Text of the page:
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Report on Izu-Oshima (Japan) — August 1996

Bulletin of the Global Volcanism Network, vol. 21, no. 8 (August 1996)
Managing Editor: Richard Wunderman.

Izu-Oshima (Japan) Seismic activity increases

Please cite this report as:

Global Volcanism Program, 1996. Report on Izu-Oshima (Japan). In: Wunderman, R. (ed.), Bulletin of the Global Volcanism Network, 21:8. Smithsonian Institution. https://doi.org/10.5479/si.GVP.BGVN199608-284010.

Volcano Profile |  Complete Bulletin


Izu-Oshima

Japan

34.724°N, 139.394°E; summit elev. 758 m

All times are local (unless otherwise noted)


On 5 August a shallow low-frequency earthquake occurred beneath the top of the volcano. On the early morning of 22 August, seismicity increased on the W flank of Oshima and 8 earthquakes were felt. At the seismic station 4 km NW of the vent (Station C), 164 earthquakes were recorded on 22 August. The largest earthquake (M 2.5) was detected at 0136 on 22 August. On 24 August an earthquake was also felt. A total of 222 earthquakes was registered at Station C in August.

Geologic Background. Izu-Oshima volcano in Sagami Bay, east of the Izu Peninsula, is the northernmost of the Izu Islands. The broad, low stratovolcano forms an 11 x 13 km island and was constructed over the remnants of three dissected stratovolcanoes. It is capped by a 4-km-wide caldera with a central cone, Miharayama, that has been the site of numerous historical eruptions. More than 40 cones are located within the caldera and along two parallel rift zones trending NNW-SSE. Although it is a dominantly basaltic volcano, strong explosive activity has occurred at intervals of 100-150 years throughout the past few thousand years. Historical activity dates back to the 7th century CE. A major eruption in 1986 produced spectacular lava fountains up to 1600 m height and a 16-km-high eruption column; more than 12,000 people were evacuated from the island.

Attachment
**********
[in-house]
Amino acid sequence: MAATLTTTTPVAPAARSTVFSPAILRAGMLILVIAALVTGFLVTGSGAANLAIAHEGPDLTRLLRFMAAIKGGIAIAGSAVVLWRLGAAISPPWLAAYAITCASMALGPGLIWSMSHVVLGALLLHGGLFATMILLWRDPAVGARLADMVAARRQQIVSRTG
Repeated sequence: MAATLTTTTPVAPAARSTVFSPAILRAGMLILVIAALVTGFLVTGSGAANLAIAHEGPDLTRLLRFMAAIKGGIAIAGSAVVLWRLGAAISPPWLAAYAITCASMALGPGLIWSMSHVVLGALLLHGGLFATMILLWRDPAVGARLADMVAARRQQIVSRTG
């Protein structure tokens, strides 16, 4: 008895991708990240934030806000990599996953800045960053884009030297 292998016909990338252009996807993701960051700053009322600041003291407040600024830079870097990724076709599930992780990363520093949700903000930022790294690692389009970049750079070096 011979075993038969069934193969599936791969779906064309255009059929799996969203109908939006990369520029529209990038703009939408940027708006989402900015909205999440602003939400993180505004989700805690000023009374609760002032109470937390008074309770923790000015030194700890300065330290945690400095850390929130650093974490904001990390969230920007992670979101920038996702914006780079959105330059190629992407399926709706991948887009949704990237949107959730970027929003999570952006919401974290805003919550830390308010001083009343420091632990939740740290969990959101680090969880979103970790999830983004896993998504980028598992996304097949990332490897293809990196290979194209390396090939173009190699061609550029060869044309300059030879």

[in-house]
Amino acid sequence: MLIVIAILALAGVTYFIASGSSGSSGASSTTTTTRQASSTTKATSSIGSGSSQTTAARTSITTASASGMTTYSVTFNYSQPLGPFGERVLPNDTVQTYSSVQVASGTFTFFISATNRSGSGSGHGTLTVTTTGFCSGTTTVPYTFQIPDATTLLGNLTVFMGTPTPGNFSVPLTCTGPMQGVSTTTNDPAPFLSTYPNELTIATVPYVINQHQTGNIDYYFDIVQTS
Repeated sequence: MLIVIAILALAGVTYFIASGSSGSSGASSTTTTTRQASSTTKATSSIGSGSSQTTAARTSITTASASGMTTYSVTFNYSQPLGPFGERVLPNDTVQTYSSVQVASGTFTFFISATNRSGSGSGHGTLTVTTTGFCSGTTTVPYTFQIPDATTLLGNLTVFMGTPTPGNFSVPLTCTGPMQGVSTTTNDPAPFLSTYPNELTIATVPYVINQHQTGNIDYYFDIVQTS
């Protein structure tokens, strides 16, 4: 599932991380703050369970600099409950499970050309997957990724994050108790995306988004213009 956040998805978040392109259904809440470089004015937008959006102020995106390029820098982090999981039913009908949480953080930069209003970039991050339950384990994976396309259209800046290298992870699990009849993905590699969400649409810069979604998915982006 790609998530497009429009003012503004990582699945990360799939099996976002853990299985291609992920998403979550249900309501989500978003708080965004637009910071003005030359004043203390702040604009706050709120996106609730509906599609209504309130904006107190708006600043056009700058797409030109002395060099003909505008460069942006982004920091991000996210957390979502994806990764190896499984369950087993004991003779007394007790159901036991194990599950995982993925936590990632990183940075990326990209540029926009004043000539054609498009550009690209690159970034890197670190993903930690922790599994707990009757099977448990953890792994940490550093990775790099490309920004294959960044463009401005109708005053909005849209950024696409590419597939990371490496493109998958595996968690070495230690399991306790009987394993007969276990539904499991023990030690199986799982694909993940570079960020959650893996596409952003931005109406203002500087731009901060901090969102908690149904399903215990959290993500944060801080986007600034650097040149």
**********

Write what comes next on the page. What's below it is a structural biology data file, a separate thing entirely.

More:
Information Contacts: Volcanological Division, Japan Meteorological Agency (JMA), 1-3-4 Ote-machi, Chiyoda-ku, Tokyo 100, Japan.